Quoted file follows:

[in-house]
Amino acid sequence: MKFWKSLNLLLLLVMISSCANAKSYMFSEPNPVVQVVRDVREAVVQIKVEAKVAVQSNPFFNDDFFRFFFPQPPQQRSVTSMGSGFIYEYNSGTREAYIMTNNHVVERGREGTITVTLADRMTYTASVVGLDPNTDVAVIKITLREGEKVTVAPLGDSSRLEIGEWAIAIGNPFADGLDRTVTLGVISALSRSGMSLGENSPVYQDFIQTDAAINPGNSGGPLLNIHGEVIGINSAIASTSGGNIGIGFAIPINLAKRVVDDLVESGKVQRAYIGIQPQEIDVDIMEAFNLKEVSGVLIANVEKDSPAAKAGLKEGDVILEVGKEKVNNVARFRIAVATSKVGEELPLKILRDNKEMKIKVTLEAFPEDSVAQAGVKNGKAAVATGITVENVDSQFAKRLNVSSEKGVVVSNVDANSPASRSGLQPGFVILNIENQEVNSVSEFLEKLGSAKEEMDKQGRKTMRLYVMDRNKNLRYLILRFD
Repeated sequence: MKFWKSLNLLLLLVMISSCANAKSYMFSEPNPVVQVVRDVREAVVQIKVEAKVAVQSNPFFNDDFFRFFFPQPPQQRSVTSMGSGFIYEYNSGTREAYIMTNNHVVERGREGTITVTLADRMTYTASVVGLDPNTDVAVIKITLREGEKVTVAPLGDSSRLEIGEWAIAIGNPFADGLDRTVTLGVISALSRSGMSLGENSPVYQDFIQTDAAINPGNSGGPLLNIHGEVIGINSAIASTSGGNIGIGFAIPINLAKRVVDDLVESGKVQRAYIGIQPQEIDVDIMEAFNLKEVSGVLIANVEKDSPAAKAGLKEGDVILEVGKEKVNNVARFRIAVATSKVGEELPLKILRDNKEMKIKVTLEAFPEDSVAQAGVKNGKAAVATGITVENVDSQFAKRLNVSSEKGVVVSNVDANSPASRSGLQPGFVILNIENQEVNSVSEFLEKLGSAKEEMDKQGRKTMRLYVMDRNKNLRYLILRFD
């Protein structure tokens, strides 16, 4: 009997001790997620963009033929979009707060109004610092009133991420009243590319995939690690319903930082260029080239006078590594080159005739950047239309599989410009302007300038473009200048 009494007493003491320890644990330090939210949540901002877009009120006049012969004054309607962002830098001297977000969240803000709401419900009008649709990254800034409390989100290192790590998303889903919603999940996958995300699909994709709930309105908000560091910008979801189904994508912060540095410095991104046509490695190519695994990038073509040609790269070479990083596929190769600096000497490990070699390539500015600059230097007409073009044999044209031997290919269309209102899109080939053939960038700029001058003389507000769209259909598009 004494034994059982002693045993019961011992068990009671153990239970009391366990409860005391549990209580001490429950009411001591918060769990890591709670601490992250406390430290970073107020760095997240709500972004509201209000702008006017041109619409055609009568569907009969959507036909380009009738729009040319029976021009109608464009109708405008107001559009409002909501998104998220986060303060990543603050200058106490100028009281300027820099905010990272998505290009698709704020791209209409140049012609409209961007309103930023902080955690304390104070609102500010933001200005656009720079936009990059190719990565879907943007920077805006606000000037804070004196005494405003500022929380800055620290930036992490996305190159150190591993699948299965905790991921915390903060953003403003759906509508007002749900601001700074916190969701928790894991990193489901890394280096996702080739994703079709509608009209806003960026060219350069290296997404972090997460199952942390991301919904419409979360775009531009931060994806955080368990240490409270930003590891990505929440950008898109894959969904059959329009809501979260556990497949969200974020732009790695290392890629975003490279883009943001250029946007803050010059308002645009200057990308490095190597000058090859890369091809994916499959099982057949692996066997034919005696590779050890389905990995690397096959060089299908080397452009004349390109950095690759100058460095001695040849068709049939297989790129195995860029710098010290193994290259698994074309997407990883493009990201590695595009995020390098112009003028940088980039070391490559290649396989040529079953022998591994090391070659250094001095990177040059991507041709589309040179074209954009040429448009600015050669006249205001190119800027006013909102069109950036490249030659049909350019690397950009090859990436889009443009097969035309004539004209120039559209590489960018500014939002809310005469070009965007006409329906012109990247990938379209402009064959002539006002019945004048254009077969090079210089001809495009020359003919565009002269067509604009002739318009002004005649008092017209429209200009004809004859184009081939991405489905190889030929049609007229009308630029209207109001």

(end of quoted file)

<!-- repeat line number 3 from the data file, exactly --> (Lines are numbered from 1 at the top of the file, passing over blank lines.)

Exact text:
Repeated sequence: MKFWKSLNLLLLLVMISSCANAKSYMFSEPNPVVQVVRDVREAVVQIKVEAKVAVQSNPFFNDDFFRFFFPQPPQQRSVTSMGSGFIYEYNSGTREAYIMTNNHVVERGREGTITVTLADRMTYTASVVGLDPNTDVAVIKITLREGEKVTVAPLGDSSRLEIGEWAIAIGNPFADGLDRTVTLGVISALSRSGMSLGENSPVYQDFIQTDAAINPGNSGGPLLNIHGEVIGINSAIASTSGGNIGIGFAIPINLAKRVVDDLVESGKVQRAYIGIQPQEIDVDIMEAFNLKEVSGVLIANVEKDSPAAKAGLKEGDVILEVGKEKVNNVARFRIAVATSKVGEELPLKILRDNKEMKIKVTLEAFPEDSVAQAGVKNGKAAVATGITVENVDSQFAKRLNVSSEKGVVVSNVDANSPASRSGLQPGFVILNIENQEVNSVSEFLEKLGSAKEEMDKQGRKTMRLYVMDRNKNLRYLILRFD